"Suddenly, our room went down to the floor. Some rescuers came out with torch lights as we shouted for help. They started breaking in till they got us out. We have been to the hospital, checked and confirmed okay."
When Vanguard reached the scene, rescue efforts were on to pull out a pregnant woman trapped in the building, after she had shouted for help.
Ayo Ameye, a neighbour who participated in the rescue operation, said: "More persons could still be in there. A man on the other side has been in contact on his phone. The phone probably ran out on battery because we have not been able to hear from him any more. The line went dead."
When Vanguard was leaving the scene, two excavators provided by the Mercy Land, host to most of the guests lodged at the hotel, were seen still clearing debris, hoping to rescue more of the trapped victims.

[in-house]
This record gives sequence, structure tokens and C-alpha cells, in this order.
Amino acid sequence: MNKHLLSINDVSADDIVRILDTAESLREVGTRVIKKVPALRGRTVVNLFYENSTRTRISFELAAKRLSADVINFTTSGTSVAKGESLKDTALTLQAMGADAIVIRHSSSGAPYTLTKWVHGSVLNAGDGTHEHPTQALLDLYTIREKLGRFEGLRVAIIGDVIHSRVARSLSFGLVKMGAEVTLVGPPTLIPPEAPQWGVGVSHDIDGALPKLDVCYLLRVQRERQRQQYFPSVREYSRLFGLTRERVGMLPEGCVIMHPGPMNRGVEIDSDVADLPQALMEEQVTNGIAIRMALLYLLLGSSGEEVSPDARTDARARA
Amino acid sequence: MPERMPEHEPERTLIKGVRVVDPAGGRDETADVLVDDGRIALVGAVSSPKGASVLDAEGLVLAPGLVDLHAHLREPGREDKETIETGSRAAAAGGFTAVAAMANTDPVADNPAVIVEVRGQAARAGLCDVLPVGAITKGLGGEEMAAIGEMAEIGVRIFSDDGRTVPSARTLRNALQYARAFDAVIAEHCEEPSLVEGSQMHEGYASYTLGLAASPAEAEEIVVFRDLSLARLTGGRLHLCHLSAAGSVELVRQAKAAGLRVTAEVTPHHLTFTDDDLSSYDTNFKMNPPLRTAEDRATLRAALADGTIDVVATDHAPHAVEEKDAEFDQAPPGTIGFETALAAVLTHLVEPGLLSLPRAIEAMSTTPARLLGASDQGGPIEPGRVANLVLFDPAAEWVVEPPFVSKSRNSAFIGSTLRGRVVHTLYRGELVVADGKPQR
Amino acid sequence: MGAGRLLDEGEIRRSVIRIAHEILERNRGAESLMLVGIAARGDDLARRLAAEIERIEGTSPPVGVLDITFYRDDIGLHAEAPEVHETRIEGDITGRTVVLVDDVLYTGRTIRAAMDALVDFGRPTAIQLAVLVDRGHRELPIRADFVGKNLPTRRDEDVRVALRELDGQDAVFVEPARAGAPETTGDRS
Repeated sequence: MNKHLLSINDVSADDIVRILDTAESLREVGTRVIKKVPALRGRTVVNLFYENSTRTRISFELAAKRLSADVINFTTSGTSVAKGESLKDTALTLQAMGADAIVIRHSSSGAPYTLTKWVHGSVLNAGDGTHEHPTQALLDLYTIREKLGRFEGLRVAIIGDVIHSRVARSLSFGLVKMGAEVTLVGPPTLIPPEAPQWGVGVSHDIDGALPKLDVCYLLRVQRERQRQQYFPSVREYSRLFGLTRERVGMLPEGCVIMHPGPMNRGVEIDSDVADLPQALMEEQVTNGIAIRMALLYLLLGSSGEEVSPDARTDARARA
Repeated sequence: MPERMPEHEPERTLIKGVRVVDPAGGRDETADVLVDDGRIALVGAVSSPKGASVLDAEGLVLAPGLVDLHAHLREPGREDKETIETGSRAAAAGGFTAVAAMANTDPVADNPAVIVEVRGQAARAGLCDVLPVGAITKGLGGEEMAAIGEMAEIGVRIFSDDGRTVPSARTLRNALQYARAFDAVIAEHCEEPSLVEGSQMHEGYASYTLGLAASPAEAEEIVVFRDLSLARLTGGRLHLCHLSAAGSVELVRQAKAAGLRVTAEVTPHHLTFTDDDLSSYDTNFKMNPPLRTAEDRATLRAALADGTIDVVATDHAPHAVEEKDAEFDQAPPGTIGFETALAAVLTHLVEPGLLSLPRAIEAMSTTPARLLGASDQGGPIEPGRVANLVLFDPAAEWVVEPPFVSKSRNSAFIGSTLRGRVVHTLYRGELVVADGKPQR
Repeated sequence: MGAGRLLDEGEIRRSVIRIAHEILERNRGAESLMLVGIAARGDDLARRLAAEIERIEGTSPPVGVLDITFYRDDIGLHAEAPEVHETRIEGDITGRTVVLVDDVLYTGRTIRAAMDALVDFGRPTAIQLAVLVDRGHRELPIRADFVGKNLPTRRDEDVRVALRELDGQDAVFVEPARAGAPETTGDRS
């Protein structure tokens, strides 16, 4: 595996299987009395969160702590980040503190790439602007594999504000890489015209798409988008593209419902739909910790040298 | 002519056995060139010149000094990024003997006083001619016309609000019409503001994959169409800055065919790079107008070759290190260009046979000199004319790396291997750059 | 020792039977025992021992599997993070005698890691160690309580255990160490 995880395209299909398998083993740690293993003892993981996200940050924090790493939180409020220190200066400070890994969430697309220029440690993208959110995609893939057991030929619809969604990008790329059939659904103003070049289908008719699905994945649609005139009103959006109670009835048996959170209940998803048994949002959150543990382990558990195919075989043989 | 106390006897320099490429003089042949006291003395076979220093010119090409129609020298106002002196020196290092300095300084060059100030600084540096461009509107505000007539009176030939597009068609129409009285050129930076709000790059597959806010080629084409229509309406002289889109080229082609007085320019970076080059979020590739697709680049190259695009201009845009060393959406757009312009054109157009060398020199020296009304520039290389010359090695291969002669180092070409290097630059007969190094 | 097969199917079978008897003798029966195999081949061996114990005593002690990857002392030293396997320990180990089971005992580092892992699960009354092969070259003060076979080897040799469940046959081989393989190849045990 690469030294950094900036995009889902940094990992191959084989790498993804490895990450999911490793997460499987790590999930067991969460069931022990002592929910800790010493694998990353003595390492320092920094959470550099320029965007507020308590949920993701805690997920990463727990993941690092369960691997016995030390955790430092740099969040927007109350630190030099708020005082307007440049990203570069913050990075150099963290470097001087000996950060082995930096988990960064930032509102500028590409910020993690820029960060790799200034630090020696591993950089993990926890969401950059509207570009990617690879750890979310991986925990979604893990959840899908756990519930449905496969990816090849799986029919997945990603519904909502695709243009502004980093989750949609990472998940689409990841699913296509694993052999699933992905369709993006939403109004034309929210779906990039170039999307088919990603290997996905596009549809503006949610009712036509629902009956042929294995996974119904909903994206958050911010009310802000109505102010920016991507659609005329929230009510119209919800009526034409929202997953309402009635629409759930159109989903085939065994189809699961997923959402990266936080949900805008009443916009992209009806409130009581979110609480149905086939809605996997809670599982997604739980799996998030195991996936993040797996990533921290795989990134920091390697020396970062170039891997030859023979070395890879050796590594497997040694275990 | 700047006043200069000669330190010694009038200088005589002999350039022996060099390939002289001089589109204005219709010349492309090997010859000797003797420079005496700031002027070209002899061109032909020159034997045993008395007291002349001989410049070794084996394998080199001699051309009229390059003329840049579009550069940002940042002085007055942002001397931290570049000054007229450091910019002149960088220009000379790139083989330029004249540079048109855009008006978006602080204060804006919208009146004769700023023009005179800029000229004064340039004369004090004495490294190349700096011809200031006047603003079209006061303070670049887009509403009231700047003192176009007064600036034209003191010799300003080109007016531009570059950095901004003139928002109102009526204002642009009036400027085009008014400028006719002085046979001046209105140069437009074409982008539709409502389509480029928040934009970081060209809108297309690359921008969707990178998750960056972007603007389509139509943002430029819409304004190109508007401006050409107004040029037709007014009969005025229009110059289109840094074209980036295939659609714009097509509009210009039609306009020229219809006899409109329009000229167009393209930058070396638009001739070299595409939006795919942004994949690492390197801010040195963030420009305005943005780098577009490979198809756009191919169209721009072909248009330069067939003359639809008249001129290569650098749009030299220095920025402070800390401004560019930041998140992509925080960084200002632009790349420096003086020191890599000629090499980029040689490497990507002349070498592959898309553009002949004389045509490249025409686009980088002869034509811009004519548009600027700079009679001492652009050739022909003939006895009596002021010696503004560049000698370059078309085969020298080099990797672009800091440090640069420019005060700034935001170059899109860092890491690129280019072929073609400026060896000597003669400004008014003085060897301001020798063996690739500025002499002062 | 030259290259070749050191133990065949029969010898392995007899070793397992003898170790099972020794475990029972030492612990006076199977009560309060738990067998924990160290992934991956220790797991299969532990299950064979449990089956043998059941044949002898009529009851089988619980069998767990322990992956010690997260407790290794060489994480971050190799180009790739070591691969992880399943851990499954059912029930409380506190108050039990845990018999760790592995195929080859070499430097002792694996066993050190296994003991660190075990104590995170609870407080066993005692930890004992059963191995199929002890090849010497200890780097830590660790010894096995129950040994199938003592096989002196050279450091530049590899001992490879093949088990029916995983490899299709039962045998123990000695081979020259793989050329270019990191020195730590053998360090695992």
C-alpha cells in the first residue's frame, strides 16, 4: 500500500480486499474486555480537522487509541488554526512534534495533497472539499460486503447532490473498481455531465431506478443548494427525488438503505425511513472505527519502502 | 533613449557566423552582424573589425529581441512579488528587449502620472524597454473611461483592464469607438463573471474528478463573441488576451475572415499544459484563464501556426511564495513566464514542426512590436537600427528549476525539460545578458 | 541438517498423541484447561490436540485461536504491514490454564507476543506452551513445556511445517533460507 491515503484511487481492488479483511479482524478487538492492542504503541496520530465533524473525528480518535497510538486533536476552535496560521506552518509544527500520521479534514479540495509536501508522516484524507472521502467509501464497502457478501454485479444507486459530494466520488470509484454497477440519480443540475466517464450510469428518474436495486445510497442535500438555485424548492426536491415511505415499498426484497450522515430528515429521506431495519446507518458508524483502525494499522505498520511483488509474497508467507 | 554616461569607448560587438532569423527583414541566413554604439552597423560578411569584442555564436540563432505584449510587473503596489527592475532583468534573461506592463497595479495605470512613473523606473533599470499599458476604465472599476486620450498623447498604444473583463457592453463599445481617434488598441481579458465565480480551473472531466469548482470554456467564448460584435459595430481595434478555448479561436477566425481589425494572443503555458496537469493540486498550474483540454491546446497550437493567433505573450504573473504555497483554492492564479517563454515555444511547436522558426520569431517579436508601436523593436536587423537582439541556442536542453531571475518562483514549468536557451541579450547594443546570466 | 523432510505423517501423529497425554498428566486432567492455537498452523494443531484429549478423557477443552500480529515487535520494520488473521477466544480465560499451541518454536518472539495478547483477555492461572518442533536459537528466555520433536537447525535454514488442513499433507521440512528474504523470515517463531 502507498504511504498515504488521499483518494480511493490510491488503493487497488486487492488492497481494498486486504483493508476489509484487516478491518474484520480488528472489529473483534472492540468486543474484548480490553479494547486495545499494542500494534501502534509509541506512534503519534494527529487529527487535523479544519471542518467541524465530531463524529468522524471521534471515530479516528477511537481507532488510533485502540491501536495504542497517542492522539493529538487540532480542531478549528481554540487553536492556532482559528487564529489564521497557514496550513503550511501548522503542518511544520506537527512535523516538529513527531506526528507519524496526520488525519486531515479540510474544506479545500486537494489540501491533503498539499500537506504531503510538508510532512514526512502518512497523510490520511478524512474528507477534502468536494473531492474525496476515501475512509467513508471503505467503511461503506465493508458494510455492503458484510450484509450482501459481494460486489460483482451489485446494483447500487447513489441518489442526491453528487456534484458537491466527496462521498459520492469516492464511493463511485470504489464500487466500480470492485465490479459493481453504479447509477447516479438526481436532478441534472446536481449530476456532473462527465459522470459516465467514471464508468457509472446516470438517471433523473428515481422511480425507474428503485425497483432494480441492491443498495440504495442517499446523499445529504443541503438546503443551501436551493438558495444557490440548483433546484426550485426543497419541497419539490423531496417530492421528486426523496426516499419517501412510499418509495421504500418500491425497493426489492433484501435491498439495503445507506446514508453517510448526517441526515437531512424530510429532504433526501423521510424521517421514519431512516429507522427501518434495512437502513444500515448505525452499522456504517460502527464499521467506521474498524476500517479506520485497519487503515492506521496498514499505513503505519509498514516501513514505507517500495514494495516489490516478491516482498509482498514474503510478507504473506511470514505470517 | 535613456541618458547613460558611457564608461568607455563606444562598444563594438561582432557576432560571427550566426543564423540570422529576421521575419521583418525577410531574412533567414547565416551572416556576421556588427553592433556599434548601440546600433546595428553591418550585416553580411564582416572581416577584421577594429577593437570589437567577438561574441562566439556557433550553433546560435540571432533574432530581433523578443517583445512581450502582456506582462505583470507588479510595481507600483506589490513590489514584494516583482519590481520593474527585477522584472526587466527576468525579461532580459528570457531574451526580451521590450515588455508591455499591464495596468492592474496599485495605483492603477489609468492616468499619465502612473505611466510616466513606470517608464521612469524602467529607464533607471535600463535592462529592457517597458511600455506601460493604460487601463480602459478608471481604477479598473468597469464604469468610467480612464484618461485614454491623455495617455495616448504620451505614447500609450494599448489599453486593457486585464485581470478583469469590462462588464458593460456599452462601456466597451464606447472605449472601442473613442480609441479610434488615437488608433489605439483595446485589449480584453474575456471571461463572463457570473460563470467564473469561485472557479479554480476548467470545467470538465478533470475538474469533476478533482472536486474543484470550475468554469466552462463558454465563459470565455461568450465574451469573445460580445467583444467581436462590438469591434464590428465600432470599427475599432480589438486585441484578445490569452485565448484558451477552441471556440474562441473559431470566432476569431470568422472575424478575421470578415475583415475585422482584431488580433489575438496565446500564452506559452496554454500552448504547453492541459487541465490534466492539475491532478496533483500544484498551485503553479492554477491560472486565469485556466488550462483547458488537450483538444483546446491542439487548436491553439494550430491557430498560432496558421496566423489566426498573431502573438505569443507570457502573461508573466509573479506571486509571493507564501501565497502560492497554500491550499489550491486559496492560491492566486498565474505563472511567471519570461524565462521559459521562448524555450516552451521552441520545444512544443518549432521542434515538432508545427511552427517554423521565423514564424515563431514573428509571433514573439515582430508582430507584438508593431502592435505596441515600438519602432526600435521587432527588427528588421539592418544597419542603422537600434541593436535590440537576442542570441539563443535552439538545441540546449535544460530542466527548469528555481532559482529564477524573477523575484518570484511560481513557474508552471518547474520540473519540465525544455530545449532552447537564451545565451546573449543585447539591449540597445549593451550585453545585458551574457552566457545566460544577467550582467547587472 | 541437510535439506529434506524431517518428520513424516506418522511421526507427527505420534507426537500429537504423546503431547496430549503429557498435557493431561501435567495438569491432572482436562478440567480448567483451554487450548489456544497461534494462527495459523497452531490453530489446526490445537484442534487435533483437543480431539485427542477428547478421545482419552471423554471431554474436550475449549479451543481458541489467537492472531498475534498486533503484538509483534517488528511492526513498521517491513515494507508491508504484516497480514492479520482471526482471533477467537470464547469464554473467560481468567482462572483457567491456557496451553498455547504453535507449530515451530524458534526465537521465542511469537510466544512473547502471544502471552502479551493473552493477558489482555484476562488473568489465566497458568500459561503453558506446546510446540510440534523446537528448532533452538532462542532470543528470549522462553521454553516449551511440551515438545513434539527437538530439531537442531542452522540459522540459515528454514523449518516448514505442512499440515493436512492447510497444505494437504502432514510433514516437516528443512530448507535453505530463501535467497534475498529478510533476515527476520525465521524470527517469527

None of the hotel staff present was ready to speak on the situation, but early callers at the scene said they had indicated that only seven persons were lodged in there, but it was gathered that the number could be more as some lodgers had companions with them.
Meanwhile, the state government yesterday shut the hotel to ensure protection of lives and properties.
The Deputy Governor, Mr. Kingsley Otuaro,who gave the directive when he spoke to Vanguard shortly after visiting the collapsed building, said the hotel remained shut until an integrity test was conducted by certified engineers to ascertain the cause of the collapse of the twin storey building.